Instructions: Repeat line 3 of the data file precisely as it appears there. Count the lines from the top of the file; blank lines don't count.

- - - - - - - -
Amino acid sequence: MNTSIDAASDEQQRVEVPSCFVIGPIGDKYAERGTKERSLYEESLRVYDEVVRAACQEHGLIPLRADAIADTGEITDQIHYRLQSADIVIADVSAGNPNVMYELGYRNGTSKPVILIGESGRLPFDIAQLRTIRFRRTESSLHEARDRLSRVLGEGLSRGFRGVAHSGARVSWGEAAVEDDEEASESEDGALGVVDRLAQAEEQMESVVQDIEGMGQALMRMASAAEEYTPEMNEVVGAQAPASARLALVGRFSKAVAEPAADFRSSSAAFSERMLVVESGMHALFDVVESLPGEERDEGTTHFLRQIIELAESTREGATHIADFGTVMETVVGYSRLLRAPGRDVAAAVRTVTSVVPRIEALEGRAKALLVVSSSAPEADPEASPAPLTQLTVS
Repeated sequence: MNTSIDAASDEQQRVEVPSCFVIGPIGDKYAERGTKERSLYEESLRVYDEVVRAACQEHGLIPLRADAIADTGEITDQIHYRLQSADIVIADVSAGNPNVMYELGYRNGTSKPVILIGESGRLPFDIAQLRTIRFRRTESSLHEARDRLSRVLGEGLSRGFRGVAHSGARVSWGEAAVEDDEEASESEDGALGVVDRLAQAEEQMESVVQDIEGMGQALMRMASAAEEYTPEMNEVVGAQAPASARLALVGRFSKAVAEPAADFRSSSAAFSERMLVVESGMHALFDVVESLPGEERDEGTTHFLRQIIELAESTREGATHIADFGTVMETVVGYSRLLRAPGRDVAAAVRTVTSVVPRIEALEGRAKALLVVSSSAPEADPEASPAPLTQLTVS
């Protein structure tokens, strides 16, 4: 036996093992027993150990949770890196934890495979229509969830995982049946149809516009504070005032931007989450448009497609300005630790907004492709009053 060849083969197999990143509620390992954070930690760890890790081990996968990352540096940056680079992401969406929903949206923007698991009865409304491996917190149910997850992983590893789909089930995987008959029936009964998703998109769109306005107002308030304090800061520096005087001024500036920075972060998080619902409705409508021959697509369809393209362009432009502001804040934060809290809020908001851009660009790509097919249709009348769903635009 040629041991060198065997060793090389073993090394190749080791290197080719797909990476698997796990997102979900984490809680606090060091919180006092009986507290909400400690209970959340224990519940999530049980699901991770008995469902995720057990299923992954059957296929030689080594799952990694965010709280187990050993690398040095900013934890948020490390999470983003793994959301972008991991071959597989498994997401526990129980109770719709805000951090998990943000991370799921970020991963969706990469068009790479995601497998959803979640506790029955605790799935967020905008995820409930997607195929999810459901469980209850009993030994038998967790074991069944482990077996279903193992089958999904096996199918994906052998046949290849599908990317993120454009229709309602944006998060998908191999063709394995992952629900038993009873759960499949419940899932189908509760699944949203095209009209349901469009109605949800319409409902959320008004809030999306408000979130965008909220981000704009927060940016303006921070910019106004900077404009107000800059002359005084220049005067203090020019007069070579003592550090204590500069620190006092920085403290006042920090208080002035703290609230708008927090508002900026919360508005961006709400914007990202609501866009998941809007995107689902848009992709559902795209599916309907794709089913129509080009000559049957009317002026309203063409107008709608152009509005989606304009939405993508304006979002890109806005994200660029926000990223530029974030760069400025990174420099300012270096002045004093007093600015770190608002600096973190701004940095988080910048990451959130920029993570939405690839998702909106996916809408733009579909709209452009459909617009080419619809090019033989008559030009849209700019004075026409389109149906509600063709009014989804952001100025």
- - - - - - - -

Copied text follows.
């Protein structure tokens, strides 16, 4: 036996093992027993150990949770890196934890495979229509969830995982049946149809516009504070005032931007989450448009497609300005630790907004492709009053 060849083969197999990143509620390992954070930690760890890790081990996968990352540096940056680079992401969406929903949206923007698991009865409304491996917190149910997850992983590893789909089930995987008959029936009964998703998109769109306005107002308030304090800061520096005087001024500036920075972060998080619902409705409508021959697509369809393209362009432009502001804040934060809290809020908001851009660009790509097919249709009348769903635009 040629041991060198065997060793090389073993090394190749080791290197080719797909990476698997796990997102979900984490809680606090060091919180006092009986507290909400400690209970959340224990519940999530049980699901991770008995469902995720057990299923992954059957296929030689080594799952990694965010709280187990050993690398040095900013934890948020490390999470983003793994959301972008991991071959597989498994997401526990129980109770719709805000951090998990943000991370799921970020991963969706990469068009790479995601497998959803979640506790029955605790799935967020905008995820409930997607195929999810459901469980209850009993030994038998967790074991069944482990077996279903193992089958999904096996199918994906052998046949290849599908990317993120454009229709309602944006998060998908191999063709394995992952629900038993009873759960499949419940899932189908509760699944949203095209009209349901469009109605949800319409409902959320008004809030999306408000979130965008909220981000704009927060940016303006921070910019106004900077404009107000800059002359005084220049005067203090020019007069070579003592550090204590500069620190006092920085403290006042920090208080002035703290609230708008927090508002900026919360508005961006709400914007990202609501866009998941809007995107689902848009992709559902795209599916309907794709089913129509080009000559049957009317002026309203063409107008709608152009509005989606304009939405993508304006979002890109806005994200660029926000990223530029974030760069400025990174420099300012270096002045004093007093600015770190608002600096973190701004940095988080910048990451959130920029993570939405690839998702909106996916809408733009579909709209452009459909617009080419619809090019033989008559030009849209700019004075026409389109149906509600063709009014989804952001100025």